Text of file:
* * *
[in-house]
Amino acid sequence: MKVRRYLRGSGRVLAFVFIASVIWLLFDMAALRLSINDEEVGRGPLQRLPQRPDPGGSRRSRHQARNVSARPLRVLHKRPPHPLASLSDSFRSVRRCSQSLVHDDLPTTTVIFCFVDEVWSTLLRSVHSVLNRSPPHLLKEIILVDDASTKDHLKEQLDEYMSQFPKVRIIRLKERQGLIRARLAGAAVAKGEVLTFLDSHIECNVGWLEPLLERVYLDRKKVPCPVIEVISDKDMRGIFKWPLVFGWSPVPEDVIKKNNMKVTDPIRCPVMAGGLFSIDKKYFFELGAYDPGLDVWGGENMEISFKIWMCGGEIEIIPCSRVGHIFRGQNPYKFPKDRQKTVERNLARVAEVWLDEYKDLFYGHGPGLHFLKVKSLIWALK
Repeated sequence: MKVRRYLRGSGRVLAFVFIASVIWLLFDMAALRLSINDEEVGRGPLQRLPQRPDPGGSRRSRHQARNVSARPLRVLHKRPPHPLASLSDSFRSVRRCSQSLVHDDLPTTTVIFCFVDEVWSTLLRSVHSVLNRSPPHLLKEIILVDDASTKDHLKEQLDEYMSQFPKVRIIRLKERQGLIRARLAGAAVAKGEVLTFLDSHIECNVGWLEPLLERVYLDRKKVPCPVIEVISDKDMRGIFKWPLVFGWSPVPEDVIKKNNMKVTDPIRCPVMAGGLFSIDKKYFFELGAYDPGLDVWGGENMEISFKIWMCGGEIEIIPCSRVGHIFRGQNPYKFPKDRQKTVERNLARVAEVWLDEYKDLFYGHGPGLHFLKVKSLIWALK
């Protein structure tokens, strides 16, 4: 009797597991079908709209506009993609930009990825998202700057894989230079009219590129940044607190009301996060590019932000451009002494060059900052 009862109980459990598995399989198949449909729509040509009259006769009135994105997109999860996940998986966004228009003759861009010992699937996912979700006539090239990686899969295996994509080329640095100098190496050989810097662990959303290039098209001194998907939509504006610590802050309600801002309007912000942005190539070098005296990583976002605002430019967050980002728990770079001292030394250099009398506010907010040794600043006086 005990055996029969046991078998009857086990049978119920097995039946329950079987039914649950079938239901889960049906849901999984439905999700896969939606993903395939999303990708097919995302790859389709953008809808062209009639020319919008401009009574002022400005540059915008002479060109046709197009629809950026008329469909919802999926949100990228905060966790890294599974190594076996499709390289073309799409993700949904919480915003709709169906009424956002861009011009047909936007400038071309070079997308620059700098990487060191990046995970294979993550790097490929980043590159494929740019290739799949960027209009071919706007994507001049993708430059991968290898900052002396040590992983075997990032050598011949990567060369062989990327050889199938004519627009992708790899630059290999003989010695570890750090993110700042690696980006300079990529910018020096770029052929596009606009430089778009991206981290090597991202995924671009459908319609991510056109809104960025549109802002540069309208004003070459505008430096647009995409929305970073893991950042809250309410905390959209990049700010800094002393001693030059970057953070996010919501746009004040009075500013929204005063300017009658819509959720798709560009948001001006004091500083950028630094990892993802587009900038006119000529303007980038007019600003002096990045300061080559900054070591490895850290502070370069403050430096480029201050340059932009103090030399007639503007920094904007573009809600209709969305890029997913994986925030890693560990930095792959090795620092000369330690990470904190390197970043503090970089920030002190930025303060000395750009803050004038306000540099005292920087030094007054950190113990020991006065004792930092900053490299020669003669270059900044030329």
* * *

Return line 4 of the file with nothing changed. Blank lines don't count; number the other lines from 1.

């Protein structure tokens, strides 16, 4: 009797597991079908709209506009993609930009990825998202700057894989230079009219590129940044607190009301996060590019932000451009002494060059900052 009862109980459990598995399989198949449909729509040509009259006769009135994105997109999860996940998986966004228009003759861009010992699937996912979700006539090239990686899969295996994509080329640095100098190496050989810097662990959303290039098209001194998907939509504006610590802050309600801002309007912000942005190539070098005296990583976002605002430019967050980002728990770079001292030394250099009398506010907010040794600043006086 005990055996029969046991078998009857086990049978119920097995039946329950079987039914649950079938239901889960049906849901999984439905999700896969939606993903395939999303990708097919995302790859389709953008809808062209009639020319919008401009009574002022400005540059915008002479060109046709197009629809950026008329469909919802999926949100990228905060966790890294599974190594076996499709390289073309799409993700949904919480915003709709169906009424956002861009011009047909936007400038071309070079997308620059700098990487060191990046995970294979993550790097490929980043590159494929740019290739799949960027209009071919706007994507001049993708430059991968290898900052002396040590992983075997990032050598011949990567060369062989990327050889199938004519627009992708790899630059290999003989010695570890750090993110700042690696980006300079990529910018020096770029052929596009606009430089778009991206981290090597991202995924671009459908319609991510056109809104960025549109802002540069309208004003070459505008430096647009995409929305970073893991950042809250309410905390959209990049700010800094002393001693030059970057953070996010919501746009004040009075500013929204005063300017009658819509959720798709560009948001001006004091500083950028630094990892993802587009900038006119000529303007980038007019600003002096990045300061080559900054070591490895850290502070370069403050430096480029201050340059932009103090030399007639503007920094904007573009809600209709969305890029997913994986925030890693560990930095792959090795620092000369330690990470904190390197970043503090970089920030002190930025303060000395750009803050004038306000540099005292920087030094007054950190113990020991006065004792930092900053490299020669003669270059900044030329």